1. Start a dedicated, 4-5 day a week intense training program.
  2. Start using Co-Enzyme Q10, Ecklonia Cava Extract and Omega 3.
  3. Follow a lifestyle change in your eating program (+ lots of water and potent multi vitamin).gert7

Training for Fibromyalgia.

Yes it will be painful. To get past the first two weeks or so you might consider anti-inflamatories.

But training will be your most powerful tool in dealing with Fibromyalgia…any sufferer who train intensely will confirm this. Being very fit makes it MUCH easier to cope with the pain. The workouts also helps you cope mentally and emotionally much better with Fibromyalgia. Training also relieves all those feel good hormones that puts Fibromyalgia in the backseat.

The more intense the training the better. I would clearly suggest a good mix between resistance and cardio type training.gert1

Co Enzyme Q10 for Fibromyalgia

Scientists in Sevilla, Spain (2010), demonstrated increased oxidative stress and reduced coenzyme Q10 levels in the cells of some fibromyalgia patients. But they also demonstrated that coenzyme Q10 does not prevent or cure fibromyalgia.

Coenzyme Q10, or CoQ10, is synthesized by your cells using the same metabolic pathway that produces cholesterol. CoQ10 can also be obtained from foods, such as fish, organ meats and whole grains, or from supplements. CoQ10 serves two critical purposes in your body: it acts as a cofactor for the enzymes that produce high-energy molecules called adenosine triphosphate, or ATP, in your mitochondria, and it functions as an antioxidant in your tissues. CoQ10’s ability to simultaneously do these two functions could prove beneficial for some people with fibromyalgia.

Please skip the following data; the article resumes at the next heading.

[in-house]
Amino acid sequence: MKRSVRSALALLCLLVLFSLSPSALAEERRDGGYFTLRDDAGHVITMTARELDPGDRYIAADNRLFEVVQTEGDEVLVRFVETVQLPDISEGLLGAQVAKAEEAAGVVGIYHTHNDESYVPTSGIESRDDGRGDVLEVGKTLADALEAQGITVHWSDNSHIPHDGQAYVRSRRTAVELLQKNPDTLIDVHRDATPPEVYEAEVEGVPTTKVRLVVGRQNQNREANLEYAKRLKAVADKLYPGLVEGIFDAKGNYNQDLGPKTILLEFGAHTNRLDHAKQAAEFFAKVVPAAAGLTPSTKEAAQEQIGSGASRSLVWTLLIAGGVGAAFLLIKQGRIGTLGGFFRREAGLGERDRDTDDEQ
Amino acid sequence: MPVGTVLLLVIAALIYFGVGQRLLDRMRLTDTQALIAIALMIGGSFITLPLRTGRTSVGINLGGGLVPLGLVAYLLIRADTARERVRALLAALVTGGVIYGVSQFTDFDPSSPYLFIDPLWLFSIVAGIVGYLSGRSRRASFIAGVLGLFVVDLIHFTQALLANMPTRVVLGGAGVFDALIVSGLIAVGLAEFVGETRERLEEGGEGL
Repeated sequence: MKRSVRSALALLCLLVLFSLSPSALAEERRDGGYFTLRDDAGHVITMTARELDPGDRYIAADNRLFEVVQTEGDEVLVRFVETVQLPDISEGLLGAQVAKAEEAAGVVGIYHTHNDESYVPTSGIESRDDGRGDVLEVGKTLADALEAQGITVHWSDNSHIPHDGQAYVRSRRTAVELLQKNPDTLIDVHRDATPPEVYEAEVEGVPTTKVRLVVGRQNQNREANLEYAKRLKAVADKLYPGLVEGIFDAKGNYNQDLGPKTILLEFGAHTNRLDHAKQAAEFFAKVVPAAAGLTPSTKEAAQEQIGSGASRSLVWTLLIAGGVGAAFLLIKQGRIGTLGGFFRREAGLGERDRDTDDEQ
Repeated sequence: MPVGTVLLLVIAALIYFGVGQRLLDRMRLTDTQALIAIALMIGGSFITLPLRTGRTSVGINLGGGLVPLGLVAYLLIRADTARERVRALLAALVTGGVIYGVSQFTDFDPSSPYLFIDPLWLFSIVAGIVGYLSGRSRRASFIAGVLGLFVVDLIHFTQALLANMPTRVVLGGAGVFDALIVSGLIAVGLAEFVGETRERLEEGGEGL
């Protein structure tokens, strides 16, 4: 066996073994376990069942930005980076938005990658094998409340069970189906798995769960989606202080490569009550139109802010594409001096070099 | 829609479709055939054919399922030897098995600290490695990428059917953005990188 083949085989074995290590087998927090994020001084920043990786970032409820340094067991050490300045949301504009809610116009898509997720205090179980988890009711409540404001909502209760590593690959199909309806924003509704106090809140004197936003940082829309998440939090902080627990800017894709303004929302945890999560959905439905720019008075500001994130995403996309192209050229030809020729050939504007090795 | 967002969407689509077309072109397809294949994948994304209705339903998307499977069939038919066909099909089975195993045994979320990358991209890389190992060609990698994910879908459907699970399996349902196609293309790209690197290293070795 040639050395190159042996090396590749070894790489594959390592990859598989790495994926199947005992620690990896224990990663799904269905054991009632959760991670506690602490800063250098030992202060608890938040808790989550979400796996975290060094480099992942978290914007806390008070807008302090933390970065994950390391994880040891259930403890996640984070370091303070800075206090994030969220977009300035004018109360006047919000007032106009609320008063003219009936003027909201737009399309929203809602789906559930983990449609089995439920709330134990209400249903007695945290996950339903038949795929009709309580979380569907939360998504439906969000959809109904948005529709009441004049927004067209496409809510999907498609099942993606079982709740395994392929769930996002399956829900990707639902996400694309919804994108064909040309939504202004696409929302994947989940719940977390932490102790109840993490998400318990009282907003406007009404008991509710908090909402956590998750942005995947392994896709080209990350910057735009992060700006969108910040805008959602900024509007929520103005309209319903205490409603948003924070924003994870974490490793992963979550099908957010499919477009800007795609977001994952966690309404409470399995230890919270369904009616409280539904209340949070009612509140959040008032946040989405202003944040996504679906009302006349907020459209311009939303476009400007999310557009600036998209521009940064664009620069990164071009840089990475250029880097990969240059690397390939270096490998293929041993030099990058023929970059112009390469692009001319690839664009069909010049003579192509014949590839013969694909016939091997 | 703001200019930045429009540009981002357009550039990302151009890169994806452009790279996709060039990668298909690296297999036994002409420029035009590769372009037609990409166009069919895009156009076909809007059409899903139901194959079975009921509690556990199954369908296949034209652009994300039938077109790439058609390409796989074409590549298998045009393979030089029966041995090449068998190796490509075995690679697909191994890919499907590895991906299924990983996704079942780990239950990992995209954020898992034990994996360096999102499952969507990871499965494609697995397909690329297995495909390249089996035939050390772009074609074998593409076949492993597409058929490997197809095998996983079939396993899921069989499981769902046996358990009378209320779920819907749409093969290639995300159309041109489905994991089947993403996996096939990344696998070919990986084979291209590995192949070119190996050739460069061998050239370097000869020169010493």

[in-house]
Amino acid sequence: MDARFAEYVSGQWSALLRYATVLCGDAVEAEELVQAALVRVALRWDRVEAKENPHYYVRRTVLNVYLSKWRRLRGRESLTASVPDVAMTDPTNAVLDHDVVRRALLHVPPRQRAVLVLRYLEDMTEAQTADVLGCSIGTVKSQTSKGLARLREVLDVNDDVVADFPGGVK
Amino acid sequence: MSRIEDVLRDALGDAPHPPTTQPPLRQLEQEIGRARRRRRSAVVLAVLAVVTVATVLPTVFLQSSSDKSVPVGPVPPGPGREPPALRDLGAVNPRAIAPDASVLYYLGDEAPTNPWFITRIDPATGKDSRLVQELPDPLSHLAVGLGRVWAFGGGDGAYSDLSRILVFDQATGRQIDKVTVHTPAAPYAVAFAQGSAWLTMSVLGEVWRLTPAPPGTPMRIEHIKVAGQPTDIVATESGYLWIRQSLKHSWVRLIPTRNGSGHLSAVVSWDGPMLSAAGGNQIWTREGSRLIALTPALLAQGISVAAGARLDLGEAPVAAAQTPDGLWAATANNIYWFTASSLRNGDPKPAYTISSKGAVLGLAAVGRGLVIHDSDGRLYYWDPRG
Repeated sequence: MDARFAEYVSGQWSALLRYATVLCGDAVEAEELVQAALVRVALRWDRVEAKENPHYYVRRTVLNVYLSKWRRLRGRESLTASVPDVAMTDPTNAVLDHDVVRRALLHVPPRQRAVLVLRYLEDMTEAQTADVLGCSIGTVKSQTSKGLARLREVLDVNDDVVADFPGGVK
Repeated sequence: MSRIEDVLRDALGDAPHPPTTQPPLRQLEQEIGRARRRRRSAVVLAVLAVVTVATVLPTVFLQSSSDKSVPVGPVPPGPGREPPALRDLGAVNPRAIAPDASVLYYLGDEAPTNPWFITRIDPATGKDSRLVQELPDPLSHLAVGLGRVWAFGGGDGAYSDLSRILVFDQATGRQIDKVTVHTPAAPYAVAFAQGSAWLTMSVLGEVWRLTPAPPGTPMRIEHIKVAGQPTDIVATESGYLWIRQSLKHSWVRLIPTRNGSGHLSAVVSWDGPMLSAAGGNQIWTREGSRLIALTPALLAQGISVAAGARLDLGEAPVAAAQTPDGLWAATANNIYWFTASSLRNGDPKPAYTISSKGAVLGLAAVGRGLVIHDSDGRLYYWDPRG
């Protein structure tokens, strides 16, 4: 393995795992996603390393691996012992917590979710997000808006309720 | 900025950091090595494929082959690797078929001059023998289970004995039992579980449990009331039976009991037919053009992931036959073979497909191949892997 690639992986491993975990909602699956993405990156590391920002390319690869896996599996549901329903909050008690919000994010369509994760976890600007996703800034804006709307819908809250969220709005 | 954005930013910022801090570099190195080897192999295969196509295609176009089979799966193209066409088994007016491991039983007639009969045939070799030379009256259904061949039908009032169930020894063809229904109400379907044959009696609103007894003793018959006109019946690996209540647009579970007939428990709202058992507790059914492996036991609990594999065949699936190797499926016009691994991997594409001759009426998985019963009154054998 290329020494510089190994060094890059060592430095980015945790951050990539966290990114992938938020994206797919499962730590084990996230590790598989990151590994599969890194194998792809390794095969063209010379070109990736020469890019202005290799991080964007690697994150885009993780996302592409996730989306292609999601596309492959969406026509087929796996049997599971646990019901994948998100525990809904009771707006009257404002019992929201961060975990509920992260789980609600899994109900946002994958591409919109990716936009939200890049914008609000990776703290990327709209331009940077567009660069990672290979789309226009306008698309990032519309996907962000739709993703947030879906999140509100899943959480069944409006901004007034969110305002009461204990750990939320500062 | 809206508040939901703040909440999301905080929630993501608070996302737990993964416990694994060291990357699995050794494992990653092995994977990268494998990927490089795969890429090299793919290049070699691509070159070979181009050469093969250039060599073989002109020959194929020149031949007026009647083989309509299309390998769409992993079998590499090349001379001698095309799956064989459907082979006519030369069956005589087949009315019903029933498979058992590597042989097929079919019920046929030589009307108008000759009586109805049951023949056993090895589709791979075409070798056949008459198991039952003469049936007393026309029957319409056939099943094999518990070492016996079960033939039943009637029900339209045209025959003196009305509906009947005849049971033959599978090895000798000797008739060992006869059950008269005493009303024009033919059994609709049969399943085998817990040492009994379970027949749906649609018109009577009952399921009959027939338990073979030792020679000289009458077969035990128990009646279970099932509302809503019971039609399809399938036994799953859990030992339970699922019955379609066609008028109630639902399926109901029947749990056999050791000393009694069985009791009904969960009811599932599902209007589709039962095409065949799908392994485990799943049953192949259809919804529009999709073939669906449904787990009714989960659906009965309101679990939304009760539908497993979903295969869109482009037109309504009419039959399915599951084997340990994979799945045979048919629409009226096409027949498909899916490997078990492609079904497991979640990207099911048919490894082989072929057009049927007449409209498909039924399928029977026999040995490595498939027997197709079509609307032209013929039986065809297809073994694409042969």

(Read more: http://www.livestrong.com/article/466161-q10-for-fibromyalgia/#ixzz2KPYQ6eJC)

I personally know of quite a few Fibromyalgia sufferers who had good success with CQ10 at dosages varying between 200mg to 300mg per day spread out to 3 times a day after meals. They mentioned that within 48 hours after stopping the CQ10, the intense pain of the Fibromyalgia returned. Your local pharmacy should have various over the counter CQ10 available.

Ecklonia Cava Extract for Fibromyalgia

“In an eight-week, double-blind, placebo controlled study, Ecklonia Cava Extract demonstrated profound benefits in a group of established fibromyalgia patients. It reduced the time it took participants to fall asleep, and increased overall nighttime sleep. It improved soundness of sleep and boosted energy levels. Study participants also reported more good days per week, reduced pain, and an improvement in their general condition.”

For the Fibromyalgia sufferer, it is a must have supplement, a super antioxidant.

Suggested dosages 800mg after morning, midday and evening meal.

Together with CQ10 it provides a powerful weapon for the sufferer.

Omega 3 for Fibromyalgia

Omega-3 fatty acids inhibit inflammation and may reduce the amount of pain suffered in fibromyalgia. 2 x 2g after each meal 3 times a day. In combination with CQ10 & Ecklonia Cava it attacks the Fibromyalgia symptoms on various levels.

Lifestyle eating change for Fibromyalgia